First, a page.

The release of his grittier version of Rudyard Kipling’s ‘Jungle Book’ on Netflix reflects the changing landscape of filming, Andy Serkis tells Ed Power.
When Andy Serkis looks you in the eye, it’s impossible not to see someone else staring back.
That someone, of course, is Gollum, the depraved, slouching villain from Peter Jackson’s Lord of the Rings movies, in whom Serkis imbued a searing humanity.
What made Gollum such a landmark creation was that, in his portrayal of the skittering, ghoulish monster, Serkis went beyond the traditional latex and make-up and instead utilised cutting-edge CGI.
He acted in a body-suit, over which a special effects team then filled in the horrid, nasty details.
This “performance capture” technique, pioneered in LotR and perfected with his turns as noble ape Caesar in the Planet of the Apes remakes and Supreme Leader Snoke in Disney’s Star Wars sequels, stands as one of the most singular achievements in recent blockbuster cinema.
On a rainy afternoon in central London, however, Serkis is minded to downplay it.
“If you are moved by a character, it shouldn’t matter if it’s make-up, such as what Gary Oldman wore in Darkest Hour, or performance capture,” he says.
Serkis’s pioneering work has not always received the attention it merited. It was felt, for instance, that he should have received Oscar nods for Gollum and for Caesar.
So he is cheered that the academy has indicated it is now open to putting forward performance capture for nomination (it has written to its acting branch saying it has a duty to acknowledge acting in “its broadest sense”).
“You are still using your humanity in your approach to build a character,” he says.
“The academy has announced they are widening the remit as to what is considered acting. With performance capture you don’t have the assistance of costume. You are drawing from yourself. It is particularly challenging.”
Serkis has stepped behind the camera for his latest project, a retelling of Kipling’s The Jungle Book entitled Mowgli: Legend of the Jungle ( he also plays Baloo the bear).
Hang on, you’re probably wondering. Wasn’t there already a rebooted Jungle Book movie — with Idris Elba as the evil Shere Khan and Billy Murray as Baloo?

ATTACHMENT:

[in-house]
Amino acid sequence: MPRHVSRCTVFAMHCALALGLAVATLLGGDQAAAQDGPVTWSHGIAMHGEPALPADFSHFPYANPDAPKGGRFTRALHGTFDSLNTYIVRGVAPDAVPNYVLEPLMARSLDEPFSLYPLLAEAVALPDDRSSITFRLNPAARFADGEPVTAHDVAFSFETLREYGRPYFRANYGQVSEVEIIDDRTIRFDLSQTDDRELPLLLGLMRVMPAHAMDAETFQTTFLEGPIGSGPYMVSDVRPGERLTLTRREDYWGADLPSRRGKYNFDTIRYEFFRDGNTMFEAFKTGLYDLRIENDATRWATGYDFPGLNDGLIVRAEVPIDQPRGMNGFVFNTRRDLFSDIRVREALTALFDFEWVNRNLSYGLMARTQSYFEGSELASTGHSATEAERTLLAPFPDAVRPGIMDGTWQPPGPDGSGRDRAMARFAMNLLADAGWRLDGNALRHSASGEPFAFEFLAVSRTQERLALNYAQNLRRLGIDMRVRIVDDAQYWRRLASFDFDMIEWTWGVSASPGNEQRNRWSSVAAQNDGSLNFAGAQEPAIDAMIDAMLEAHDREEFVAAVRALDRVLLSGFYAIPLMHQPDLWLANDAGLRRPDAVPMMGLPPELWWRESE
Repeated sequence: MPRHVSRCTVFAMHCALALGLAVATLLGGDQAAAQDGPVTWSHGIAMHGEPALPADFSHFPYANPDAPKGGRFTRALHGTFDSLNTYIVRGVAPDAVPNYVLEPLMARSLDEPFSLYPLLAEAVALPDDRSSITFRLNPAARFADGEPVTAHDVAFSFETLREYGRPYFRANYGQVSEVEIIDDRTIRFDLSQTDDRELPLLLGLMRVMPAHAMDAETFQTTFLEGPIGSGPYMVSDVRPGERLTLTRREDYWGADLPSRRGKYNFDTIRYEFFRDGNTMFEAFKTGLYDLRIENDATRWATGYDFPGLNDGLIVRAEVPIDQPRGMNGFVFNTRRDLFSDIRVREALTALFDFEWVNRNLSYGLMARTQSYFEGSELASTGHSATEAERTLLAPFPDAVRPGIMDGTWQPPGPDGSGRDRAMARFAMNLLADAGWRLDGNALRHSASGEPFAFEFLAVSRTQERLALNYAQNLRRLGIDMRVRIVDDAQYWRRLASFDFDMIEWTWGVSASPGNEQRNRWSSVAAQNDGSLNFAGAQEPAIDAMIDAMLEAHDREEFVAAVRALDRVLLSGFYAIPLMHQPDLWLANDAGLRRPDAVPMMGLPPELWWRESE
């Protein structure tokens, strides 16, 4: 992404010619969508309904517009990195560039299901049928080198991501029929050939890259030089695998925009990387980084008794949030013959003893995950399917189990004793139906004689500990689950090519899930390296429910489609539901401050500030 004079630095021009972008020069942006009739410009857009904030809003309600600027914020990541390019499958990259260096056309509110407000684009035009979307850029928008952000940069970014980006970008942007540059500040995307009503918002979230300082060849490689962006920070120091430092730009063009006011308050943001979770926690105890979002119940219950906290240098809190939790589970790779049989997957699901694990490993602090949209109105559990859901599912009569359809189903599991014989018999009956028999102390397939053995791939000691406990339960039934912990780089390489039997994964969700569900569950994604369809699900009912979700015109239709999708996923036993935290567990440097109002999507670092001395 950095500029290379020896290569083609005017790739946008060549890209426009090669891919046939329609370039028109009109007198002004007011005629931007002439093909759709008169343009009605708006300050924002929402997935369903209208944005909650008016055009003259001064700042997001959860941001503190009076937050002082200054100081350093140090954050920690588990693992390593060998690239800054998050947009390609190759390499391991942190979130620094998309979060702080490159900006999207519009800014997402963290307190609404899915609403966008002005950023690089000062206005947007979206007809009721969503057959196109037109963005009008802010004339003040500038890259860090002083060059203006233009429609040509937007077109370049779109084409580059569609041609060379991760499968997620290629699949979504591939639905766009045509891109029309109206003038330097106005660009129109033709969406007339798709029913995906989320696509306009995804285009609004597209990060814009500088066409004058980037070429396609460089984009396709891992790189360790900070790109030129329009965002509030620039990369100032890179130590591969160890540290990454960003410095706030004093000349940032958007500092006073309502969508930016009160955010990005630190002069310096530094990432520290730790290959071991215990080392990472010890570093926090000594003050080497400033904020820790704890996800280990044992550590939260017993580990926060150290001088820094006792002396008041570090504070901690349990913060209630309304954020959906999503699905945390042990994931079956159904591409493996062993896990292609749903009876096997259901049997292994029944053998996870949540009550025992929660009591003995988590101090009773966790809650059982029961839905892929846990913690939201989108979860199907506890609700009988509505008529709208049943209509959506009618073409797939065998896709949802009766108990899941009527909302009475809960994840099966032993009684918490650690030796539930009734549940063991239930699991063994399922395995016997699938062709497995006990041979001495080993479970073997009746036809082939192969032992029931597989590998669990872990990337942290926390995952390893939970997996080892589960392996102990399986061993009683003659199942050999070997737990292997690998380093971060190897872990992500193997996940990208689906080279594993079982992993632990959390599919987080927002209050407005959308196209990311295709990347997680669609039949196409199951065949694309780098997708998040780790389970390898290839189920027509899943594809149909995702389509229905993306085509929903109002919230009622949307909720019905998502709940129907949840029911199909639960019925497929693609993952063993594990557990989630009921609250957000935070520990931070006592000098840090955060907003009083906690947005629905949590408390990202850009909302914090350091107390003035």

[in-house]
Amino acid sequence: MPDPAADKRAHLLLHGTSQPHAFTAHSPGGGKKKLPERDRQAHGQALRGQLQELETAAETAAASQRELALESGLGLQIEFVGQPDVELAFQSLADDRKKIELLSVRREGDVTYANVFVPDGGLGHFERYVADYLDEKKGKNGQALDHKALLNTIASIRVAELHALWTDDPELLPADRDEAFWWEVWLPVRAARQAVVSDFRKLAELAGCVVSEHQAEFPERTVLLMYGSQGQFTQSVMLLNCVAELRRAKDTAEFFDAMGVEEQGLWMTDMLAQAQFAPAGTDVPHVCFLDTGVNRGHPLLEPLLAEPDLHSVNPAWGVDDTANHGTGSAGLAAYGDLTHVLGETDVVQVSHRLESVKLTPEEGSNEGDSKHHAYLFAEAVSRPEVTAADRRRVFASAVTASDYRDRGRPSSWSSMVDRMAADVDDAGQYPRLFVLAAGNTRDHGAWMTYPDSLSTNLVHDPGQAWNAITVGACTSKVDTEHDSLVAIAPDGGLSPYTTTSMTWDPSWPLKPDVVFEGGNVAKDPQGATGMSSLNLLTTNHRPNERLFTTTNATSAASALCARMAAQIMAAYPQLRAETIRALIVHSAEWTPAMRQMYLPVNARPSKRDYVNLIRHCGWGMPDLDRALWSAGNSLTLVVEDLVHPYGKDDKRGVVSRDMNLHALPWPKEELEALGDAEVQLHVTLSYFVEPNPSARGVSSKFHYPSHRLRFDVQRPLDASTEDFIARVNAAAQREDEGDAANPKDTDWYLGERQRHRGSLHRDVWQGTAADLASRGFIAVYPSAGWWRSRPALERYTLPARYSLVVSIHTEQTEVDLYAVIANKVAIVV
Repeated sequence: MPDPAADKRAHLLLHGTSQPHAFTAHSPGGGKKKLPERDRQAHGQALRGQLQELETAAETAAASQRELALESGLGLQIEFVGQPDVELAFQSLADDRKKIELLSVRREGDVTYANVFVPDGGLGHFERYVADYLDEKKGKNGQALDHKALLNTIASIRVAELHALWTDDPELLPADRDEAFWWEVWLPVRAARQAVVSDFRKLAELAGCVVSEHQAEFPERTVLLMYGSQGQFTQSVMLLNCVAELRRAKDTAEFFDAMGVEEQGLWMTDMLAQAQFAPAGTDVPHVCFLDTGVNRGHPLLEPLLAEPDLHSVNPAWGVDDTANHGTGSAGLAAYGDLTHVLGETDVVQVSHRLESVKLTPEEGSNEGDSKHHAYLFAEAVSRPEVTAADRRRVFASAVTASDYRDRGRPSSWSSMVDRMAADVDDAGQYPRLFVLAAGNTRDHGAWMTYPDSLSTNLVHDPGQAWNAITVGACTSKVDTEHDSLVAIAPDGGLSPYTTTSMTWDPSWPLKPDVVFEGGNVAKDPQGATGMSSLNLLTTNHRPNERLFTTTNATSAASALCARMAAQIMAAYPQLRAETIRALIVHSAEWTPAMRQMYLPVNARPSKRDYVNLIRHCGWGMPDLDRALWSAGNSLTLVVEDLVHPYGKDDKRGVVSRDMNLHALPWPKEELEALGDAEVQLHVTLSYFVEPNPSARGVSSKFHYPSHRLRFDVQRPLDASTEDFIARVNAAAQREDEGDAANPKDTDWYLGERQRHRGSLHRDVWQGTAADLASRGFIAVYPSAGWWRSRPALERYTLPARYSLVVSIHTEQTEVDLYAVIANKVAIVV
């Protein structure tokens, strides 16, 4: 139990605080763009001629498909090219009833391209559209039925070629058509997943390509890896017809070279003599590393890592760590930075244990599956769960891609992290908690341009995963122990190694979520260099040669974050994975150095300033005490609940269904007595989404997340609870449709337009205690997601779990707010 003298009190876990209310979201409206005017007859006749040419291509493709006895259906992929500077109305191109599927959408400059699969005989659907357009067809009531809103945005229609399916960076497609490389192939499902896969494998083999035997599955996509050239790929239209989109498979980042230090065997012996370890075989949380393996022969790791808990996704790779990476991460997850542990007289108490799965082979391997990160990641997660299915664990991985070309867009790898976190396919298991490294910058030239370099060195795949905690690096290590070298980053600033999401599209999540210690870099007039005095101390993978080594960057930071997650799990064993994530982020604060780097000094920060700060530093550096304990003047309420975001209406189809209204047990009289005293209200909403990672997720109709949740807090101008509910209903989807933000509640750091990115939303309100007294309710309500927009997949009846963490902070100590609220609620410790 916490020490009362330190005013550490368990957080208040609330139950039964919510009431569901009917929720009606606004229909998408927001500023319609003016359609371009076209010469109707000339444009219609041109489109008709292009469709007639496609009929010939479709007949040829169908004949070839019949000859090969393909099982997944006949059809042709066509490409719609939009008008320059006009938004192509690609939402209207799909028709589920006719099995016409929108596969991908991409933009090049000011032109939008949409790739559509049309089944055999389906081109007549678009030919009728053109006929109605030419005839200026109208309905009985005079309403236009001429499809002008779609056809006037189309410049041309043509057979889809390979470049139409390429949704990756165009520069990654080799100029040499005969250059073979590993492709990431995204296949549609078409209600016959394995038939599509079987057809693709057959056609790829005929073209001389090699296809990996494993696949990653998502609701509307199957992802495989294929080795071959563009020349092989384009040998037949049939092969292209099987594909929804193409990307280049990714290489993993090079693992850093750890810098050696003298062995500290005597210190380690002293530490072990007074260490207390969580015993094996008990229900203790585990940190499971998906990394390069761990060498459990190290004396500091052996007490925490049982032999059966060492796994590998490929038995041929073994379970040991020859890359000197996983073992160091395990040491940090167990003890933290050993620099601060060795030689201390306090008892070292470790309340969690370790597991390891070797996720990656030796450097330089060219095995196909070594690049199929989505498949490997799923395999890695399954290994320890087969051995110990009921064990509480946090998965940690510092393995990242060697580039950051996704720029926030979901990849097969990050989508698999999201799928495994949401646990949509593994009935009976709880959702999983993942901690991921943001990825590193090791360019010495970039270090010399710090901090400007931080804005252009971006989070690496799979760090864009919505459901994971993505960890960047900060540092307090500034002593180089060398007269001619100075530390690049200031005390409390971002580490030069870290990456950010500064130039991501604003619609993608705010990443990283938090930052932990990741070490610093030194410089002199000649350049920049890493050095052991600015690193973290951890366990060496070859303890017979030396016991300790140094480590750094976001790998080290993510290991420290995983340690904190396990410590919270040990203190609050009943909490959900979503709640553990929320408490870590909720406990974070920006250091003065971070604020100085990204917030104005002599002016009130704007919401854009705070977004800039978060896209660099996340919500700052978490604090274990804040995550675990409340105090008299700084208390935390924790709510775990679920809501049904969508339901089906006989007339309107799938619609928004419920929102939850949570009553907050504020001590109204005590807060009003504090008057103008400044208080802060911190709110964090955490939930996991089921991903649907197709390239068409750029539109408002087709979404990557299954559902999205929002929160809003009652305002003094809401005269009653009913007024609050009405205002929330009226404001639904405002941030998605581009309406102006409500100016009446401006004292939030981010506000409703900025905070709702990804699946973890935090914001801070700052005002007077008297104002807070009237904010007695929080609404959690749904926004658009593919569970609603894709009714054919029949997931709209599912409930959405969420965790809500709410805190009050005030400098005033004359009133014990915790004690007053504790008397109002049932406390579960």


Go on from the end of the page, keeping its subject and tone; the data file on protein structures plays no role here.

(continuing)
Well yes, there was. Disney’s plans for a live-action Kipling movie, utilising performance capture CGI, came as news to Serkis, who had already signed on to direct his own telling of the classic story for Warner Brothers.
He had assembled a top-rank cast too — Benedict Cumberbatch as the tiger Shere Khan, Cate Blanchett as Kaa the python, Christian Bale as Bagheera the black panther and Dubliner Jack Reynor as a wolf.
For a while, acknowledges Serkis, there was a mad dash to be first to the box office.
“When I was lined up to direct it… that’s when we heard the other one was going into production,” he says.
“There was a race to be first for a while. It’s not the first time two films with the same theme come out at the same time. But I knew our version was going to be a completely different take.”
By “different take”, he means that his vision of Kipling is far closer to the gritty spirit of the original stories.
Jon Favreau’s 2016 Jungle Book was cuddly and declawed — a Disney-fied revision of Kipling’s rumination on identity, colonialism and man’s place in the natural world.
Serkis’ Mowgli is, by contrast, mucky and bloody. The animal protagonists are tooth and claw creations — not quite scary but certainly a manifestation of the innate savagery of nature.
“When I was presented with the script, what I saw was something very close to the tone of the book.
“It was about a young boy caught between two worlds — a boy trying to discover his place. That’s a very complex journey, emotionally and psychologically. The tone was going to be slightly darker. The jungle is a place of beauty sure. But also a place of great danger.”
Brexit and Donald Trump were mere blips on the horizon when filming wrapped in late 2015. Yet the allegorical undertones of the film don’t need to be elaborated upon.
As an outsider raised in the jungle, the young Mowgli (Rohan Chand) is treated with huge suspicion when he walks into a village. He is caged and glared at — a manifestation of the ‘other’.
“If you look at the divisions that have happened, the amount of hate crime, the return of populism… I think this film does resonate,” say Serkis, a vocal opponent of Brexit.
Until several months ago, Mowgli was set for a big cinematic release. Serkis had even started talking to Warners about how to best promote it.
Then he got a call from executives at the studio: Netflix had offered to buy the movie, which means it would premiere there (with a limited theatrical release).
He was initially a bit non-plussed. However, he eventually came around to the studio’s perspective. Which is why, this Friday, it debuts on the service.
“The landscape of filming is changing so drastically. And the more I thought about it, the more sense it made. I thought this film would have more of an international audience than a typical four-quadrant blockbuster.
"It was quite a natural transition in a way — to open to a global audience of 190 countries.”
Serkis will also be working with Netflix on his long-mooted adaptation of Orwell’s Animal Farm, which will again utilise performance capture and which is to be set in contemporary America.
One project he won’t be involved with, though, is Amazon’s Lord of the Rings TV series. Gollum changed his life but he’s happy to leave the character behind in the depths of Mount Doom.
“I feel that chapter is closed, “he says. “I was very happy to be a part of it. But it’s time for a new generation to take it on.”
Mowgli: Legend of the Jungle debuts on Netflix today.